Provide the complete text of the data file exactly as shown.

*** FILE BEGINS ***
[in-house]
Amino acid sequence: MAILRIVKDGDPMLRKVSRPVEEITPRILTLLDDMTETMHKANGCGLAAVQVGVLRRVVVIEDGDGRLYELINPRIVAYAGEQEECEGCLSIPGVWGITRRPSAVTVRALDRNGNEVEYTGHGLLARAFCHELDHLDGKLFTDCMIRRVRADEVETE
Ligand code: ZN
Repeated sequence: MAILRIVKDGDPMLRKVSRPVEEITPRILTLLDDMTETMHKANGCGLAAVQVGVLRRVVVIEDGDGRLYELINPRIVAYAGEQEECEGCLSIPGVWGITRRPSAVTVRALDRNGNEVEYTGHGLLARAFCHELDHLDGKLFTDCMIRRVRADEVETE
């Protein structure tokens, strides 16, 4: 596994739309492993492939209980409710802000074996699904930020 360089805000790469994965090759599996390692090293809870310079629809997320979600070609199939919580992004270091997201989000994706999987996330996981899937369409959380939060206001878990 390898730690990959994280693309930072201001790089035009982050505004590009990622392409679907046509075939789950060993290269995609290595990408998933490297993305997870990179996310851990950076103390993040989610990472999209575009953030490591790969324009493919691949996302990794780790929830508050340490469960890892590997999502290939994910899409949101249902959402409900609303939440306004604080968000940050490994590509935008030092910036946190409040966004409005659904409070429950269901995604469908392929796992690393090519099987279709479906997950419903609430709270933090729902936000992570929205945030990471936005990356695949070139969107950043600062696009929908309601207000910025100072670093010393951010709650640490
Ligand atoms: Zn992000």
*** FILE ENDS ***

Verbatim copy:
[in-house]
Amino acid sequence: MAILRIVKDGDPMLRKVSRPVEEITPRILTLLDDMTETMHKANGCGLAAVQVGVLRRVVVIEDGDGRLYELINPRIVAYAGEQEECEGCLSIPGVWGITRRPSAVTVRALDRNGNEVEYTGHGLLARAFCHELDHLDGKLFTDCMIRRVRADEVETE
Ligand code: ZN
Repeated sequence: MAILRIVKDGDPMLRKVSRPVEEITPRILTLLDDMTETMHKANGCGLAAVQVGVLRRVVVIEDGDGRLYELINPRIVAYAGEQEECEGCLSIPGVWGITRRPSAVTVRALDRNGNEVEYTGHGLLARAFCHELDHLDGKLFTDCMIRRVRADEVETE
């Protein structure tokens, strides 16, 4: 596994739309492993492939209980409710802000074996699904930020 360089805000790469994965090759599996390692090293809870310079629809997320979600070609199939919580992004270091997201989000994706999987996330996981899937369409959380939060206001878990 390898730690990959994280693309930072201001790089035009982050505004590009990622392409679907046509075939789950060993290269995609290595990408998933490297993305997870990179996310851990950076103390993040989610990472999209575009953030490591790969324009493919691949996302990794780790929830508050340490469960890892590997999502290939994910899409949101249902959402409900609303939440306004604080968000940050490994590509935008030092910036946190409040966004409005659904409070429950269901995604469908392929796992690393090519099987279709479906997950419903609430709270933090729902936000992570929205945030990471936005990356695949070139969107950043600062696009929908309601207000910025100072670093010393951010709650640490
Ligand atoms: Zn992000």